America / ARTICLES / United States

Boston Globe: “No signs tell of arsenic in Upper Mystic Lake”

WINCHESTER – For most people who live near it or travel a distance to enjoy its deep waters and scenic beauty, Upper Mystic Lake conjures up happy thoughts.

For generations, the lake has been a popular spot, especially on summer weekends, when parents bring their youngsters to frolic in the shallows off the public Sandy Beach or build sand castles, anglers wait for fish to bite, and families gather to picnic by the water.

Nobody worries about the chemicals under the lake’s surface – at least none of the beachgoers interviewed on a recent Sunday. But that’s probably because few people know what several scientists who have studied the lake in recent years know – that it contains as much as 10 tons of arsenic and undetermined amounts of lead and chromium.

The scientists say that even though most of the contaminants are buried in the sediment on the bottom of the lake, trace levels of arsenic have been detected in the water. And while the researchers have different opinions about the risk of being in the water, all say they believe people at the lake have a right to know about the contamination.

But there are no warning signs at the beach or elsewhere around the lake.

“I guess if I were a person that lived on the lake or used the lake, I would want to know,” said Dartmouth College biology professor Celia Chen, who studied arsenic and lead in fish pulled from the Upper Mystic. “I think that kind of information is something the public should know about.”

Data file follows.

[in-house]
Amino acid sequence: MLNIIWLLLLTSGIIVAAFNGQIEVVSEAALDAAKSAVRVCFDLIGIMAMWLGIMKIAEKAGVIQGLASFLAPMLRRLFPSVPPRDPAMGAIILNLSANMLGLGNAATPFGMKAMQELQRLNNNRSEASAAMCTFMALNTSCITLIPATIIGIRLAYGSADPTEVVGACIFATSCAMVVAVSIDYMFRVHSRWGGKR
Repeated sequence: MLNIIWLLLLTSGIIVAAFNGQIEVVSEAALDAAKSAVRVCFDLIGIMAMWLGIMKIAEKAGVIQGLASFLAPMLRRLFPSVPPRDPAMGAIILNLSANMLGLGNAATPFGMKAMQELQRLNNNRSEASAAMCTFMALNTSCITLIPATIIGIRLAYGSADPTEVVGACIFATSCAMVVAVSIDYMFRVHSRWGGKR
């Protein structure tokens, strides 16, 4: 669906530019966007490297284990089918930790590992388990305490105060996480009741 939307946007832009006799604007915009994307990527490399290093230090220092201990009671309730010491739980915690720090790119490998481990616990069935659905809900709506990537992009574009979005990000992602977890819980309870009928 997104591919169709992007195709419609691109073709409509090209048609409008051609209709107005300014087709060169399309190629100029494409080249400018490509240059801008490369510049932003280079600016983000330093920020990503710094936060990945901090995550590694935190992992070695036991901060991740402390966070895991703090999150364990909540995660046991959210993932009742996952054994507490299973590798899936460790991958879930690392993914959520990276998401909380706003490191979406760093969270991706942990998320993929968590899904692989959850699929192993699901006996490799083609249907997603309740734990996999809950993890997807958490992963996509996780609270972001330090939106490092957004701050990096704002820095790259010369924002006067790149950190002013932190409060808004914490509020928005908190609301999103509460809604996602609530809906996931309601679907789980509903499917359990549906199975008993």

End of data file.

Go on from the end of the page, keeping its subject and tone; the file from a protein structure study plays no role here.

John Durant, a professor of civil and environmental engineering at Tufts University who also has conducted research on the lake, said he also would “seriously consider putting a sign” up if he worked for environmental authorities.

The arsenic is a remnant of the sulfuric acid manufacturing industry that operated in the region from the end of the 19th century through the 1930s, according to researchers. The manufacturers used arsenic-rich iron pyrates, which were imported from Spain, to make the acid, and the arsenic leaked or was dumped into the Aberjona River, which flows into Upper Mystic Lake. Lead, which was used in pesticides and had been a gasoline additive, and chromium, used in dyes by the leather tanning industry from the turn of the century, also collected on the bottom of the lake.

Various scientific studies have documented arsenic in the lake since the early 1990s. But no cautionary sign has gone up because the contamination levels were not considered dangerous to human health, according to the state Department of Conservation and Recreation, which operates the beach.